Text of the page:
B is for Bruuuuuuuuuce.
I find it interesting to go back, in retrospect, and take a look at some of the things that were said in the run-up to the Draft that could have alluded to the direction the Seahawks were going. The brain trust of Pete Carroll and John Schneider hinted at the selection of Bruce Irvin in Round 1 at their annual Pre-Draft presser. I have watched this presser two or three times - before and after the draft, and I've watched for Pete and John's responses, but also studied their pauses, body language, change in volume, shifting uncomfortably in their chairs, avoidance, confidence, evasiveness, etc. More than some (or most) front office types, I think that Carroll and Schneider try to tell the truth when answering questions, albeit a heavily veiled truth.
If you're interested, go back and watch along to the Seahawks' pre-Draft presser, found here.
6:10 mark- Schneider piggy backs off of Carroll's response to Danny O'Neil's question about how Carroll grades his USC players in respect to the draft. Pete says that his background knowledge of USC players leads him to "underrate" them because he has extra information about them. Schneider pipes in and says "It's helped with the High School guys for sure." I thought this was interesting because Carroll had a previous relationship with Bruce Irvin, even though he wasn't a "High School guy" - there was a previous relationship and information that had an impact on this draft selection.
7:10 mark- An excellent line of questions being shouted out by Eric Williams. "How do you weigh the value of a player who does a lot of things pretty well versus a player that does one thing really well?" By the actions of this front office - this question has been answered. The whole line of responses to this question is basically an exercise in evasion by both Pete Carroll and John Schneider. The most telling thing was how Schneider smiles at Carroll knowingly and says "Huh" (Like, you nailed it, Eric)..."That's a good one". Actually, both Pete and John say "That's a good question" audibly.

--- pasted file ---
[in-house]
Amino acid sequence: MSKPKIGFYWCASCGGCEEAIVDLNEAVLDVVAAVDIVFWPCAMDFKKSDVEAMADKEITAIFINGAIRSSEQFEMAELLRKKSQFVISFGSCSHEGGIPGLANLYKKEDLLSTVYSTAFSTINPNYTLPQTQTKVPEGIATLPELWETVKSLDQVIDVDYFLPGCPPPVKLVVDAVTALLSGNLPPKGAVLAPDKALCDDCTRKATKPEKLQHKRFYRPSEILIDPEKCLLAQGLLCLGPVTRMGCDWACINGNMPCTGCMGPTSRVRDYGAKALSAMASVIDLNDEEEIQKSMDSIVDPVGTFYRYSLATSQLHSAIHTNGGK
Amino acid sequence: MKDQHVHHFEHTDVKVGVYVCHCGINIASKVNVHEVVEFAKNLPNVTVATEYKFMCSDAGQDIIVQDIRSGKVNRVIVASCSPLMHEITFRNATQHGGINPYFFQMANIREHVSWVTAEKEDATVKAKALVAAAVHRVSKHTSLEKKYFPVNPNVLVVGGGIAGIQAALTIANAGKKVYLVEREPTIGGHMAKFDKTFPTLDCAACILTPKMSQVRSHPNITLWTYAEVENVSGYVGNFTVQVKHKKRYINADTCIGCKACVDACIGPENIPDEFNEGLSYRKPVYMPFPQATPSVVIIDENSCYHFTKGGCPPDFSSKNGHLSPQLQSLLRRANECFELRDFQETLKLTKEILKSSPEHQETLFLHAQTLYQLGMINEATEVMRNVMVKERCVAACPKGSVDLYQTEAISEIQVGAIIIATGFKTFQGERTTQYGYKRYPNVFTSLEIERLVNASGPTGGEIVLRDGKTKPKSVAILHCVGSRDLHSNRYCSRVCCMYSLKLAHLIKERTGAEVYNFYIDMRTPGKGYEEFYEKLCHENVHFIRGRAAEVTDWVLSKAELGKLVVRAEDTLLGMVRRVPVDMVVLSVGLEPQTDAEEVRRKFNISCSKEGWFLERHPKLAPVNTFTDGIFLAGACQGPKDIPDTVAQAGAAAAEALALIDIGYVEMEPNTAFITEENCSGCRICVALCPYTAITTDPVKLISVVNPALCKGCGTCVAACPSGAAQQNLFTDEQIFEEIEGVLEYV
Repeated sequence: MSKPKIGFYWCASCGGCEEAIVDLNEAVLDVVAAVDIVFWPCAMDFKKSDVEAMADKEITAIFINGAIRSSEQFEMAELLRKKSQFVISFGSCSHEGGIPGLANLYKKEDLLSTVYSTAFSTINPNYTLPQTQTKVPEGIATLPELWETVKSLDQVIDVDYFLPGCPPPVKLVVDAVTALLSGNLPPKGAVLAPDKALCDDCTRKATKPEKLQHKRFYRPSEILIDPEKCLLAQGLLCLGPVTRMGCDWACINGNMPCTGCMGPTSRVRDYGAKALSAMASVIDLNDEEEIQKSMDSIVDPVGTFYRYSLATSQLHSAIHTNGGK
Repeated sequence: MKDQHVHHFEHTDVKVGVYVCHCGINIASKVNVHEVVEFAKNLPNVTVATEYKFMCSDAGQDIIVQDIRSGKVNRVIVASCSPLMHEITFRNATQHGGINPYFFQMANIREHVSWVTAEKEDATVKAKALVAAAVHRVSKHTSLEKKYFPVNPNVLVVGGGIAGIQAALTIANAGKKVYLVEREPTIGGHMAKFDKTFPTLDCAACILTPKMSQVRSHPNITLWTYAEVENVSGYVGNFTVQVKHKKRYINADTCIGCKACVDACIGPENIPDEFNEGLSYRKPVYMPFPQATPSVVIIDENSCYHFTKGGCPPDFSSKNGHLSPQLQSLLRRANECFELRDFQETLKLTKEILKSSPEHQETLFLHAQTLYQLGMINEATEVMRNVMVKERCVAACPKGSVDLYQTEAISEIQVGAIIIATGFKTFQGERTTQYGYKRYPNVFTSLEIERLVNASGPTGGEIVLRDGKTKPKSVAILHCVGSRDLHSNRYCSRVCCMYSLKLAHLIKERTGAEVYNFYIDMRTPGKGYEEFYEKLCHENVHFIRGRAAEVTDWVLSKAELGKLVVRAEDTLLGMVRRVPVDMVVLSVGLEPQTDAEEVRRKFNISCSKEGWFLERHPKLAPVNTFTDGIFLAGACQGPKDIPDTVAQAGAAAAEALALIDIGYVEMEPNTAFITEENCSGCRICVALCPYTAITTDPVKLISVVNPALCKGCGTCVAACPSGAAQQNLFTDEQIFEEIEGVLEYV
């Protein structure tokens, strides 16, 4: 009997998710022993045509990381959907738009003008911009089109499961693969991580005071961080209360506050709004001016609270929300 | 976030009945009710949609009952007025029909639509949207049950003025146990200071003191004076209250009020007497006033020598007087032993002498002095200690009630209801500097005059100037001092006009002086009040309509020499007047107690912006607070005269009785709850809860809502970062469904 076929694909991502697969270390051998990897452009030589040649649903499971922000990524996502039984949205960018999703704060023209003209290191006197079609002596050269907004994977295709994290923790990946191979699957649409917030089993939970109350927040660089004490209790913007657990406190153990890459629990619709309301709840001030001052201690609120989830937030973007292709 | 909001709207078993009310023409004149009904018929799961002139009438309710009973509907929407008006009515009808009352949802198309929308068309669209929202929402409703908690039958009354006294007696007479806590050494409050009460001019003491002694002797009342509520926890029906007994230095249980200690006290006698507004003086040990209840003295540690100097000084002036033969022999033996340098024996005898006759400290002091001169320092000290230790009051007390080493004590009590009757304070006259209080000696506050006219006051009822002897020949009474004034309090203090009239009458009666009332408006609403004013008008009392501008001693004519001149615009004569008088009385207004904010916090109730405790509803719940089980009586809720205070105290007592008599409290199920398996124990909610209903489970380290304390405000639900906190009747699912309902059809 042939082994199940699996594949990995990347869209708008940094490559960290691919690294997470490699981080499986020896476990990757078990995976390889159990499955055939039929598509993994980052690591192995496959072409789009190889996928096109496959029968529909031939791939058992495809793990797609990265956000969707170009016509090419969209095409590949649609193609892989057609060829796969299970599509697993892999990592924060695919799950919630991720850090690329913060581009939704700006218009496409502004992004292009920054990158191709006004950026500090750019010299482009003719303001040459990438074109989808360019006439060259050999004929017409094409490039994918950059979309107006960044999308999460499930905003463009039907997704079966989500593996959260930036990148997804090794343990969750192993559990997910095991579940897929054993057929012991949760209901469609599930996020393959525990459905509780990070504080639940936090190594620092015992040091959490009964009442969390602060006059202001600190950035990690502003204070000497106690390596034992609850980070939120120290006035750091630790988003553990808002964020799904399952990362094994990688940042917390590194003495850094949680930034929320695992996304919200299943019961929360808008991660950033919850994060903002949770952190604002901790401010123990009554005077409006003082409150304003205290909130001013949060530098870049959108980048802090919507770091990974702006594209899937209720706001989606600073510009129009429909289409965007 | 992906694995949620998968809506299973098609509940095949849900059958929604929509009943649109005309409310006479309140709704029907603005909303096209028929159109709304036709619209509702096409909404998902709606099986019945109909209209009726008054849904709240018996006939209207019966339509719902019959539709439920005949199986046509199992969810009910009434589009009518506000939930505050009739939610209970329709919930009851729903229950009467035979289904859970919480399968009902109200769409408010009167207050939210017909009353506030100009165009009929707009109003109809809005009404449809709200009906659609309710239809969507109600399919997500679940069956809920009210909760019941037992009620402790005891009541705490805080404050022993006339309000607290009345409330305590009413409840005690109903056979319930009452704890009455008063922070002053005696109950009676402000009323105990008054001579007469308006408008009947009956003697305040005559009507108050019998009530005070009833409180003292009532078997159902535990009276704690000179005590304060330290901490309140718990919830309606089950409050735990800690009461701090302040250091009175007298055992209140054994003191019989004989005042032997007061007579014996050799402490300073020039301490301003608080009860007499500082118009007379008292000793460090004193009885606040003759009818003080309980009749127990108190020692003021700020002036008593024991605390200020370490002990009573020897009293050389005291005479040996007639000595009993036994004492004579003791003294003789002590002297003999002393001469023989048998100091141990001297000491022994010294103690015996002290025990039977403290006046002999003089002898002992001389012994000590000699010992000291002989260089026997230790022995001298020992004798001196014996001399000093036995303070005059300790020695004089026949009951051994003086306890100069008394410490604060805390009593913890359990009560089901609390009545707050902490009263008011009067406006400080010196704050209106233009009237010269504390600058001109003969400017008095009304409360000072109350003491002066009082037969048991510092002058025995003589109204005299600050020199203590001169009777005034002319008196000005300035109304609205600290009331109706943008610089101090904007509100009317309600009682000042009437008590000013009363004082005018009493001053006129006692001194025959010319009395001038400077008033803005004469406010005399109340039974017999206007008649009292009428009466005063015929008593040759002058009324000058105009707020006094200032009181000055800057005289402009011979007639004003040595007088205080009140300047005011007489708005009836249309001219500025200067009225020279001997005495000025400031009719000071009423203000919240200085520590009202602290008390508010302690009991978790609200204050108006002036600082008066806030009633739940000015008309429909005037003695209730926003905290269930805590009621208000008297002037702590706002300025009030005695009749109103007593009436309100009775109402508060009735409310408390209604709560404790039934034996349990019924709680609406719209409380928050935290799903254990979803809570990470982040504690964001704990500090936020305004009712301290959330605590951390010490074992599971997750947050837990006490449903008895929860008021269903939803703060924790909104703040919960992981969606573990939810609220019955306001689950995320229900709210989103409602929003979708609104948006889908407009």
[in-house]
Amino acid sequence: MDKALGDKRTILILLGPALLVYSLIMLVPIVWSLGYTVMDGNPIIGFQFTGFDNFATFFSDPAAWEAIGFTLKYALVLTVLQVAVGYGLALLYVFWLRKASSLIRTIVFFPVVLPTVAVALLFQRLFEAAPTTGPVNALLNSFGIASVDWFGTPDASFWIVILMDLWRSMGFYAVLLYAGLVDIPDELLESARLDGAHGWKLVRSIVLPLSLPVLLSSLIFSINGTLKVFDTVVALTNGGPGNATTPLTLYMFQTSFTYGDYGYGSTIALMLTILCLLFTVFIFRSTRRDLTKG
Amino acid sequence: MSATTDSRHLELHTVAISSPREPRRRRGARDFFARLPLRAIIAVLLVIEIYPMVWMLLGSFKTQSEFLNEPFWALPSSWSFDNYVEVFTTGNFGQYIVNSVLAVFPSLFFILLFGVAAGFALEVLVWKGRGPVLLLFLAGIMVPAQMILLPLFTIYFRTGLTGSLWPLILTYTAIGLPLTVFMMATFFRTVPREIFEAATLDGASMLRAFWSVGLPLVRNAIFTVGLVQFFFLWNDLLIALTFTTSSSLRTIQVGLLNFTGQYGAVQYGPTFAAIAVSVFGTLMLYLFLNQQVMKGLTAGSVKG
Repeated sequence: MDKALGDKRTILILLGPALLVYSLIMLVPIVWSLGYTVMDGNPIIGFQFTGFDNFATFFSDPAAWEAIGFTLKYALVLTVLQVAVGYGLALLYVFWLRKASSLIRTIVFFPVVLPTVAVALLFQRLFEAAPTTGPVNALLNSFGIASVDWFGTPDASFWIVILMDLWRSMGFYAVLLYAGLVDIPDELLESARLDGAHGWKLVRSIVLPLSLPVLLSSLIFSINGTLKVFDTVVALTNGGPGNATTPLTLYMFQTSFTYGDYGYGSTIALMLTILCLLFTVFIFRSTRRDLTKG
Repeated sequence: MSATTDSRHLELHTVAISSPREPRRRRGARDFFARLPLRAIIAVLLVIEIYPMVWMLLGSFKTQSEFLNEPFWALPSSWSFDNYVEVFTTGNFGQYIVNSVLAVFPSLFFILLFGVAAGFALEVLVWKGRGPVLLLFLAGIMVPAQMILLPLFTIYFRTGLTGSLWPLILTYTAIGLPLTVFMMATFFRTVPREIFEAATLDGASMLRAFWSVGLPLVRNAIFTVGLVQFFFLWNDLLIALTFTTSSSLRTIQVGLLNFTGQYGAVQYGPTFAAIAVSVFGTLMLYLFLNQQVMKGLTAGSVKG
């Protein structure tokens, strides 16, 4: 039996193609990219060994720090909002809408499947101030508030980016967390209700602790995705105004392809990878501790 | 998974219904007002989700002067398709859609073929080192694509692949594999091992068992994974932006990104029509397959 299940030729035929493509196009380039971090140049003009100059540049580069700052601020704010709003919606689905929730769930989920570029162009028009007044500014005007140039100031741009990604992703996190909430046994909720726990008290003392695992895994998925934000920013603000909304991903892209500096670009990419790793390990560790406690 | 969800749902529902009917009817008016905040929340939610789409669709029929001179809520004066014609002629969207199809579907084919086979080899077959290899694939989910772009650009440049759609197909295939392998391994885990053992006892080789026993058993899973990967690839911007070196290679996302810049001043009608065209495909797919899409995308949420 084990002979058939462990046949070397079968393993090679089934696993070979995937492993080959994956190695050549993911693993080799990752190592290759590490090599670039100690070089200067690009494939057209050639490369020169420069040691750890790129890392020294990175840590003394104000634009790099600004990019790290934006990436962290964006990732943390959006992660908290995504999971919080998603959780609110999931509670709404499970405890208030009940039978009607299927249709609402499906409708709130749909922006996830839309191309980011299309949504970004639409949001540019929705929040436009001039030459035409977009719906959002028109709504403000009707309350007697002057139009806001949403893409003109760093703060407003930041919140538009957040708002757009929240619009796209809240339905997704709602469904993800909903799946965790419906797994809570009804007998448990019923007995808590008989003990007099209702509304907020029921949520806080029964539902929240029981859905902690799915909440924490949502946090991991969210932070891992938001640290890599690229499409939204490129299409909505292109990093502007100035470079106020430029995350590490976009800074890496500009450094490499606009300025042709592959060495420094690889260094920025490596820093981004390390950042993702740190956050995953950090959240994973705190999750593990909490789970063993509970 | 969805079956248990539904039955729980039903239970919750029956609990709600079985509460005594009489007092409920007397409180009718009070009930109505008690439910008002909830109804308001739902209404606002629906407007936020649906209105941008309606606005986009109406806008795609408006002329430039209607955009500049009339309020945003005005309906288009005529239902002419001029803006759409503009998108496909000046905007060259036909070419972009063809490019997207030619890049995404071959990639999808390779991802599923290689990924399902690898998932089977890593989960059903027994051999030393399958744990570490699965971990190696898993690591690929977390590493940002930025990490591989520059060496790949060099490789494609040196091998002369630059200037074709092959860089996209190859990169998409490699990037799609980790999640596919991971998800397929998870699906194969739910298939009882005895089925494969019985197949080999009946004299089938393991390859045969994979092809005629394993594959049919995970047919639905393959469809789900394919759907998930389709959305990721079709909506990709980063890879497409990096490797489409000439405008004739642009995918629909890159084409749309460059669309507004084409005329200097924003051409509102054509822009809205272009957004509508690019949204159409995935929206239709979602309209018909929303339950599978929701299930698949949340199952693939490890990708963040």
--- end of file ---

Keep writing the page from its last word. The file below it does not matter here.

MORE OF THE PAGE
The press conference answer reads like a rabbit trail to nowhere - but the selection of Irvin and the initial reaction to the question answers the question. The Seahawks would rather find a player that does one thing exceptionally well - and find and fit a specific role for that player, than have an all-around solid player that does a bunch of things pretty well, but nothing extremely well. The fact that Seattle spent big time draft capital and money on Bruce Irvin and Red Bryant illustrates this line of thinking perfectly. Pete tries to balance John's response with a reference to "uniqueness" - which I believe is a core value to Carroll.
8:40 mark- "How important is knowing your scheme?" is the followup question from Eric Williams. Both Pete and John quickly admit that knowing your scheme is very important. I think these two questions loom large - and frame the Bruce Irvin selection perfectly. People outside of Seattle really don't know how the Seahawks defensive scheme works.